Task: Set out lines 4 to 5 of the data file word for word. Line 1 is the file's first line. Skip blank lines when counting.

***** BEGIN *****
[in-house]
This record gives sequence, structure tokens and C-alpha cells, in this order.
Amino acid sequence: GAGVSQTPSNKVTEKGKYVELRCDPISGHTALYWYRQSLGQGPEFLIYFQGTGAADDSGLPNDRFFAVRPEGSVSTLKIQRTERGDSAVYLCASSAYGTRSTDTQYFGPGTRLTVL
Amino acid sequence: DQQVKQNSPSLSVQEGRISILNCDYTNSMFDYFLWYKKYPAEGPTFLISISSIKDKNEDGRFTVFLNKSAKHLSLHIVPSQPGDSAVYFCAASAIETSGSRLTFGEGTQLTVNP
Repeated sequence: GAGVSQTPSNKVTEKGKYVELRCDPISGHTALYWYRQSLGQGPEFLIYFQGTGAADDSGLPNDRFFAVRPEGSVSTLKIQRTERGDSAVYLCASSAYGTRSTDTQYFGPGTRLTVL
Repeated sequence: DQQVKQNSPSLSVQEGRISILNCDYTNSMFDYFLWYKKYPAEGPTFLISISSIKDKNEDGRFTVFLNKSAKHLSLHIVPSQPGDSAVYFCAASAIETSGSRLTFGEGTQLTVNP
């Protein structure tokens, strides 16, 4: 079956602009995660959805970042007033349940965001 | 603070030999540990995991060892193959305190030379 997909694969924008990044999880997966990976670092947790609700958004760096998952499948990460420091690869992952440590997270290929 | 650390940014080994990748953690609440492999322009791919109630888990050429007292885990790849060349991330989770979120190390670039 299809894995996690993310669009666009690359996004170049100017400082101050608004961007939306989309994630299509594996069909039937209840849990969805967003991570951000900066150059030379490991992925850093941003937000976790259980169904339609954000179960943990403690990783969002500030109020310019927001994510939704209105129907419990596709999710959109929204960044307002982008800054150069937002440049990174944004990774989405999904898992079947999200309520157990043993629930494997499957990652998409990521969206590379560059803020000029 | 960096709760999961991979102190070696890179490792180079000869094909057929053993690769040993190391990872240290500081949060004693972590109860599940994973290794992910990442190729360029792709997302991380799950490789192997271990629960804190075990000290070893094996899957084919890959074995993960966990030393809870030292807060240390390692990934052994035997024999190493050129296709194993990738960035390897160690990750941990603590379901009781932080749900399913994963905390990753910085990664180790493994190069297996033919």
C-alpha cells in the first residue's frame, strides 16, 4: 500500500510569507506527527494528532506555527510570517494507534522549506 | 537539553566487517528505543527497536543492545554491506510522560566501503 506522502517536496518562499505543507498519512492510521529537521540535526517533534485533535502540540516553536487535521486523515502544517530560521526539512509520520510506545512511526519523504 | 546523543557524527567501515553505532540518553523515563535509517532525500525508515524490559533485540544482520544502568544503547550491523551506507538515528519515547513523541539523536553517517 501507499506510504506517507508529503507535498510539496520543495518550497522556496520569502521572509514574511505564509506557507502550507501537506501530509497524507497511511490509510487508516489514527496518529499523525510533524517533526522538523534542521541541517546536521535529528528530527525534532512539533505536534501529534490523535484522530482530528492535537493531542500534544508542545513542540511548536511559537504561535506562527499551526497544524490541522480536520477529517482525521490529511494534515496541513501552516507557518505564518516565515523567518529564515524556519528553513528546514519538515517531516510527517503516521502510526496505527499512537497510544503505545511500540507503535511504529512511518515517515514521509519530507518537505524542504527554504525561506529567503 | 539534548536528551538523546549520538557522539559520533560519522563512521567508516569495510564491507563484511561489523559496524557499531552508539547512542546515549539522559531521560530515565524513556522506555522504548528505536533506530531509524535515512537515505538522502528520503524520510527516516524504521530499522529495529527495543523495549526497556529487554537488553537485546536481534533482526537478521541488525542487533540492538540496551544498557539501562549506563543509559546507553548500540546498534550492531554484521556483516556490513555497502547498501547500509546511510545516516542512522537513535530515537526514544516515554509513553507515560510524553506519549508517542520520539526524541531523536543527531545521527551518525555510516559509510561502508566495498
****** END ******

Amino acid sequence: DQQVKQNSPSLSVQEGRISILNCDYTNSMFDYFLWYKKYPAEGPTFLISISSIKDKNEDGRFTVFLNKSAKHLSLHIVPSQPGDSAVYFCAASAIETSGSRLTFGEGTQLTVNP
Repeated sequence: GAGVSQTPSNKVTEKGKYVELRCDPISGHTALYWYRQSLGQGPEFLIYFQGTGAADDSGLPNDRFFAVRPEGSVSTLKIQRTERGDSAVYLCASSAYGTRSTDTQYFGPGTRLTVL